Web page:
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I want to change this string

<p><b> hello world </b></p>. I am playing <b> python </b>

to:

<bold><bold>hello world </bold></bold>, I am playing <bold> python </bold>

I used:

import re 

pattern = re.compile(r'\<p>(.*?)\</p>|\<b>(.*?)\</b>')

print re.sub(pattern, r'<bold>\1</bold>', "<p><b>hello world</b></p>. I am playing <b> python</b>")

It does not output what I want, it complains error: unmatched group

It works in this case:

re.sub(pattern, r'<bold>\1</bold>', "<p>hello world</p>. I am playing <p> python</p>")

<bold> hello world </bold>. I am playing <bold> python</bold>

share|improve this question
    
You need to read (or re-read) the Python Regexp docs. Pay special attention to the section starting, "The special sequences consist of '\' and a character from the list below." docs.python.org/library/re.html –  Peter Rowell Apr 16 '11 at 2:10
    
Use triple quotes around the string –  Mike Pennington Apr 16 '11 at 2:10

3 Answers 3

up vote 2 down vote accepted

Although I don't recommend using Regex for parsing HTML (there are libraries for that purpose in almost every language), this should work:

text = "<p><b> hello world </b></p>. I am playing <b> python </b>"

import re 

pattern1 = re.compile(r'\<p>(.*?)\</p>')
pattern2 = re.compile(r'\<b>(.*?)\</b>')

replaced = re.sub(pattern1, r'<bold>\1</bold>', text)
replaced = re.sub(pattern2, r'<bold>\1</bold>', replaced)

I think the problem you're having is because of how Python takes Groups. Test the following and you'll see what I mean:

text = "<p><b> hello world </b></p>. I am playing <b> python </b>"

import re 

pattern = re.compile(r'\<p>(.*?)\</p>|\<b>(.*?)\</b>')

for match in pattern.finditer(text):
  print match.groups()

You will see the following:

('<b> hello world </b>', None) # Here captured the 1st group
(None, ' python ') # Here the 2nd ;)

And anyway, take in count that it matched first what is between <p></p> so it took <b> hello world </b> (something you would like to match too) as the first match. Maybe changin the order of the compiled regex in pattern would solve this, but could happen the opposite (having <b><p> ... </p></b>)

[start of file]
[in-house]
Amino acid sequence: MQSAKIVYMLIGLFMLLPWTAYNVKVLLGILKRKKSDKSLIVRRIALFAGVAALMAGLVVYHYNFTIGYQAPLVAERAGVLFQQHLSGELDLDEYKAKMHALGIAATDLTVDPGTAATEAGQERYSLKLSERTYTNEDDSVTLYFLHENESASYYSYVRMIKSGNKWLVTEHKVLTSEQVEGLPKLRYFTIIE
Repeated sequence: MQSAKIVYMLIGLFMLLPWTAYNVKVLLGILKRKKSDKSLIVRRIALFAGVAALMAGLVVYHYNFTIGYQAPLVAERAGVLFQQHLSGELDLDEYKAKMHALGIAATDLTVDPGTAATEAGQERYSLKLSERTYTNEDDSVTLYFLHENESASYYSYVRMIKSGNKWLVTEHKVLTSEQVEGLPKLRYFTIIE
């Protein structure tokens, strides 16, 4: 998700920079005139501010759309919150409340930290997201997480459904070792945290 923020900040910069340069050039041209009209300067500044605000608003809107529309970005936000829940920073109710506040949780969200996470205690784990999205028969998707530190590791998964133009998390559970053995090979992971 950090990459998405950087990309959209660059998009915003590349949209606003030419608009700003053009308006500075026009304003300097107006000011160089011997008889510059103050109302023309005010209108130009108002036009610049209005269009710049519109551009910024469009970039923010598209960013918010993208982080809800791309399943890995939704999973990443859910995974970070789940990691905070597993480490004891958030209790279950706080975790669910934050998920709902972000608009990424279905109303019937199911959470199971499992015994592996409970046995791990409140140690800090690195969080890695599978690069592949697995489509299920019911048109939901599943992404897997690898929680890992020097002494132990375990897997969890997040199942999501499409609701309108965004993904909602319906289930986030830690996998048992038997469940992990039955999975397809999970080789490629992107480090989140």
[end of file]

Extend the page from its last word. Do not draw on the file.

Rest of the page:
I wish I could provide more info, but I'm not very good in regex using Python. C# takes them differently.

Edit:
I understand you might want to do this using regex for learning/testing purpose, don't know, but in production code I would go for another alternative (like the one @Senthil gave you) or just use a HTML Parser.

share|improve this answer

If you choose not to use regex, then it simple as this:

d = {'<p>':'<bold>','</p>':'</bold>','<b>':'<bold>','</b>':'</bold>'}
s = '<p><b> hello world </b></p>. I am playing <b> python </b>'
for k,v in d.items():
    s = s.replace(k,v)
share|improve this answer
1  
Yes. It is great to do in this way. But I still want to know how to do in regular expression –  chnet Apr 16 '11 at 3:27

The problem is because the first group is the one within <p></p> and the second group is within <b></b> in the regexp. However, in your substitution you are referring to the first group when, if it matched to <b></b>, there wasn't one. I offer a couple of solutions.

First,

>>> pattern = re.compile(r'<(p|b)>(.*?)</\1>')
>>> print re.sub(pattern, r'<bold>\2</bold>', 
                 "<p><b>hello world</b></p>. I am playing <b> python</b>")
<bold><b>hello world</b></bold>. I am playing <bold> python</bold>

will match a given pair of tags. However, as you can see, it would have to be used twice on the string because when it matched the <p></p> tags, it skipped over the nested <b></b> tags.

Here's the option that I would go with:

>>> pattern = re.compile(r'<(/?)[pb]>')
>>> print re.sub(pattern, r'<\1bold>', 
                 "<p><b>hello world</b></p>. I am playing <b> python</b>")
<bold><bold>hello world</bold></bold>. I am playing <bold> python</bold>
share|improve this answer
    
Pretty solution. Could you explain what you did in the last one with <(/?)[pb]>? –  Oscar Mederos Apr 16 '11 at 6:07
    
Great. Could you explain why r'<\1bold>'? –  chnet Apr 16 '11 at 15:10
    
(/?) means that the first group contains only the a / or is an empty string because the ? means that the slash is optional. [pb] just means to match one character that is either p or b. r'<\1bold>' just puts that first group, the slash or empty string, back where it should be. –  Justin Peel Apr 16 '11 at 16:35
    
Yes, I knew that, but what I don't understand is in which part the <b> and <p> tags are replaced? I don't see them inside any group. –  Oscar Mederos Apr 16 '11 at 20:38
    
@Oscar, they don't need to be explicitly enclosed in ()'s. sub replaces the entire match. This is just the same as in the OP's match really. –  Justin Peel Apr 16 '11 at 20:56

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